Today is the feast of St. Marcellina , the elder sister of St. Ambrose of Milan. She was probably born in Trier around 330.
In 353 at the feast of Epiphany she took the veil in the Vatican Basilica, consecrated to perpetual virginity by Pope Liberius (who built the great Basilica of St. Mary Major, the "Liberian" Basilica). She remained in Rome for sometime.
Marcellina occasioned an important theological treatise and some fascinating retellings of key event events of the 4th century.
Ambrose dedicated to Marcellina what is considered the first systematic spiritual and theological treatment of virginity, his De virginibus. The genesis of this work is interesting. It came forth in 377, about three years after Ambrose became bishop. It seems to be comprised of two sermons, one by Ambrose on the feast of St. Agnes and the other by Pope Liberius on Christmas Day in 353 when Marcellina received the veil. There might be another, third, sermon as well. From these sources Ambrose treated the topic very comprehensively. You can tell that Ambrose must have had an ongoing dialogue about virginity and its meaning. For example, Marcellina may have contributed a suggestion for Ambrose’s work De virginibus that it was permissible for virgins to commit suicide to avoid rape.
We have three letters (epp. 20, 22, 41) from Ambrose to Marcellina. In ep. 20 Ambrose describes the events of Holy Week in 386 when the Empress Justina was trying to seize basilicas in Milan for the use of Arians. This is the famous stand off when the Catholics around their bishop barred themselves in the church and, in the face of threats of violence from imperial troops, stared down a massacre while singing hymns. We have some of Ambrose’s hymns, which so moved St. Augustine of Hippo and helped him to his "affective" conversion. In ep. 22 Ambrose describes the discovery of the bodies of Sts. Gervasius and Protasius with a transcription of his homily. In ep. 41 Ambrose recounts his homily on the difference between the Church and the synagogue as part of the events surrounding the Emperor Theodosius’s burning of a synagogue and the temple of the Valentinians at Callinicum.
Ambrose seems to have had the practice of recounting to his sister the important events of his life.
Ambrose described the grief of his sister at the the premature death of Satyrus their brother in De excessu fratris Satyri 1.33. It is worth a moment to read what Ambrose writes here, to tell you something of his character and their loving family bond:
33. Happy, then, was [Symmachus] in so opportune a death, because he has not been preserved for this sorrow. Certainly thou [Satyrus] art happier than thy holy sister, deprived of thy comfort, anxious for her own modesty, lately blessed with two brothers, now wretched because of both, being able neither to follow the one nor to leave the other; for whom thy tomb is a lodging, and the burying-place of thy body a home. And would that even this resting-place were safe! Our food is mingled with weeping and our drink with tears, for thou hast given us the bread of tears as food, and tears to drink in large measure, nay, even beyond measure.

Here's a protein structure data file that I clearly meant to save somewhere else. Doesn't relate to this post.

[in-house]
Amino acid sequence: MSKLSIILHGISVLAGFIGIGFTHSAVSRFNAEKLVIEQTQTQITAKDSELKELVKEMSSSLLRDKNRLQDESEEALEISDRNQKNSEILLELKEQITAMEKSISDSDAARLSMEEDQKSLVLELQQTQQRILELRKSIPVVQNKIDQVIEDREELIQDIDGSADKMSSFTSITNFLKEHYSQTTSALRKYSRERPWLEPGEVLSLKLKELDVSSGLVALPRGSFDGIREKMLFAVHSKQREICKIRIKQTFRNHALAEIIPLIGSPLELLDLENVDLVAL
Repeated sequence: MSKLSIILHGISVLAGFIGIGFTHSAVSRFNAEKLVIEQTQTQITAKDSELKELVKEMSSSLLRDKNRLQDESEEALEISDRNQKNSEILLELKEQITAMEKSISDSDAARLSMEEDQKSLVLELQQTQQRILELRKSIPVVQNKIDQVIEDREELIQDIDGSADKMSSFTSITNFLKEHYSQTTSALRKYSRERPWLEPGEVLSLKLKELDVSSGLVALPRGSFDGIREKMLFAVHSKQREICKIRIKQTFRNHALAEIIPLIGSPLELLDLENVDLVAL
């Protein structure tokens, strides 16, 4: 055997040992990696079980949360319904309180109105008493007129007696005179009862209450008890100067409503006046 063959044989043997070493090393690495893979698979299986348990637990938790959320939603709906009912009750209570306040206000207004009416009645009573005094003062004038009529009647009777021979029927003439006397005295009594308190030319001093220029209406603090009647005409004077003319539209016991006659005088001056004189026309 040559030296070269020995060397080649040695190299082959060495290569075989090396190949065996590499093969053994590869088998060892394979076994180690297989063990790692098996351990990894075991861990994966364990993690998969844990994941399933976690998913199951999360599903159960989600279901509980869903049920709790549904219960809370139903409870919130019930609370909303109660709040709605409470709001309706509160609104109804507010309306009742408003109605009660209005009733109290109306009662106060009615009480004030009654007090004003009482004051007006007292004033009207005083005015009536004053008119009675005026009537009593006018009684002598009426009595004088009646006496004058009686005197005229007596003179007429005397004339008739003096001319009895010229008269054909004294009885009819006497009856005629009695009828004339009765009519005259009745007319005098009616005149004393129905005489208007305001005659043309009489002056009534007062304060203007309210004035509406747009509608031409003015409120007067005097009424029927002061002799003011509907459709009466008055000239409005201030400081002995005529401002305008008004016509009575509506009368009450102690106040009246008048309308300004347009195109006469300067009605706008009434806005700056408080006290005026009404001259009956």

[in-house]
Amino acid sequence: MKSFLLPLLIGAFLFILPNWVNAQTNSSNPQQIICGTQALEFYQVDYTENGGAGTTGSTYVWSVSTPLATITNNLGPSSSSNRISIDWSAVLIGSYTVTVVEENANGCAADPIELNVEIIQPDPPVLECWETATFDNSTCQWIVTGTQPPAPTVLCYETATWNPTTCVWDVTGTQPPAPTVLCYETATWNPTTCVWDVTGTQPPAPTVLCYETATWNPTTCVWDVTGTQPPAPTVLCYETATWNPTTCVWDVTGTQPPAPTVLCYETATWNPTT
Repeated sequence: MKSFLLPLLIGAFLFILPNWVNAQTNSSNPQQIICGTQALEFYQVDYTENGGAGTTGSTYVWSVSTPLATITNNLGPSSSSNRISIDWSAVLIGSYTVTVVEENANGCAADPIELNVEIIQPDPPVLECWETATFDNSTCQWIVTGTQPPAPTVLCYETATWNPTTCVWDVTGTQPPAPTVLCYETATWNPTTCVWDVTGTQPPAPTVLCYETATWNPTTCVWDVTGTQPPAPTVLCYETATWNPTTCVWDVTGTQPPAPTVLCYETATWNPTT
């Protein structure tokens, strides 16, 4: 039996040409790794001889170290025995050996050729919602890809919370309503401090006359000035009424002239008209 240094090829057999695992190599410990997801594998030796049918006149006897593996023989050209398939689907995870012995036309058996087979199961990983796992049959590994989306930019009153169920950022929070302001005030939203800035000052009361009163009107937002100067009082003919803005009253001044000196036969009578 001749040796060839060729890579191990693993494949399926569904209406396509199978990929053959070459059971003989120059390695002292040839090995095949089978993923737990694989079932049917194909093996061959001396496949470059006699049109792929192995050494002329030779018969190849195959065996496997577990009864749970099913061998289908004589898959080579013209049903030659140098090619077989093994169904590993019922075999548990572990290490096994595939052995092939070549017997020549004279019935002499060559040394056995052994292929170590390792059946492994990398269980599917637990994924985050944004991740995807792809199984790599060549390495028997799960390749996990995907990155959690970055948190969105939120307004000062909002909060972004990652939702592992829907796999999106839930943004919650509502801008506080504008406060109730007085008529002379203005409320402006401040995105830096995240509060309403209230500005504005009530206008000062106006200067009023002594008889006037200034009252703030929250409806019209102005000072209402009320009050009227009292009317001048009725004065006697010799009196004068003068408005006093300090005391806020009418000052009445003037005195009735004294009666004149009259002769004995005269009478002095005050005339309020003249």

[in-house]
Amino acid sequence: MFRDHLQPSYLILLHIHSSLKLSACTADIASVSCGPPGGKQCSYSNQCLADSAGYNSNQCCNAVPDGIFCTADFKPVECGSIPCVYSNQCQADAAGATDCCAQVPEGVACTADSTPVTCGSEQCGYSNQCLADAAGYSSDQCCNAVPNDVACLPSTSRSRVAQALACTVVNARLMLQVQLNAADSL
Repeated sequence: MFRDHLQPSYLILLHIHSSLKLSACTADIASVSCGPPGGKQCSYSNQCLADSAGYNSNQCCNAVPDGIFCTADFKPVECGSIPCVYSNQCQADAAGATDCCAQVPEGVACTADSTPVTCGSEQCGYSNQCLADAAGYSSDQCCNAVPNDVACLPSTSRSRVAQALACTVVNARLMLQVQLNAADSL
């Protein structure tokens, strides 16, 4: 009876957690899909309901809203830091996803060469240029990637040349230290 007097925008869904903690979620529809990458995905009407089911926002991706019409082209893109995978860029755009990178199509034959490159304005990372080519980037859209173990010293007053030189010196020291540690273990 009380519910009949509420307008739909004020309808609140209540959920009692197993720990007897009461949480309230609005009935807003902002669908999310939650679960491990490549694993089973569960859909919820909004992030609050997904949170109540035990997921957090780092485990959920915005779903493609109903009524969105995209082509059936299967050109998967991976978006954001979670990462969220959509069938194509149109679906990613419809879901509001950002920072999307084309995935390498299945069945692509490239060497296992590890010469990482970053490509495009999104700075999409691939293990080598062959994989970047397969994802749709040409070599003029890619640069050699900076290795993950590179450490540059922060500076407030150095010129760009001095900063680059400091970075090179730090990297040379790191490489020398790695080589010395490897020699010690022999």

34. What now shall I say of myself, who may not die lest I leave my sister, and desire not to live lest I be separated from thee? For what can ever be pleasant to me without thee, in whom was always my whole pleasure? or what satisfaction is it to remain longer in this life, and to linger on the earth where we lived with pleasure so long as we lived together? If there were anything which could delight us here, it could not delight without thee; and if ever we had earnestly desired to prolong our life, now at any rate we would not exist without thee.
To tell you something of Ambrose, from an ancient and powerful family, wealthy in his own right before becoming bishop. Ambrose divested himself of his property and, after making arrangements for the income and well-being of his sister Marcellina, gave everything to the poor. Thereafter, he would leave the door of his house open to visitors and spent a great deal of effort and resources of the Church in the care of the poor.
According to a work called Vita sanctae Marcellinae, died around 70 years of age in Milan on 17 when Simplicianus was bishop, so, sometime between Ambrose’s death in 397 and 401, and she was buried in the Milanese Basilica of St. Ambrose, close to her brother.
The fact of the consecration to virginity of Marcellina points to the devout character of the household in which she and her brothers were raised, despite the fact that neither Ambrose nor Satyrus were baptized until they were adults (not uncommon in in the ancient world). Remember that even the ultra-pious mother of St. Augustine, Monnica, didn’t have her child baptized as an infant. In any event, Ambrose himself was a "bachelor" even in his mid-thirties when he became a bishop (and got baptized really quickly!) and brother Satyrus remained unmarried as well, as we know from Ambrose’s funeral oration. In short, all three of the children were celibate.
Marcellina is one of those interesting women of the ancient world who, though in the background behind the famous men of the day, nevertheless exerted an influence. Because of Marcellina and her correspondence with her super-star, super-busy brother, we know something of important issues of the 4th century.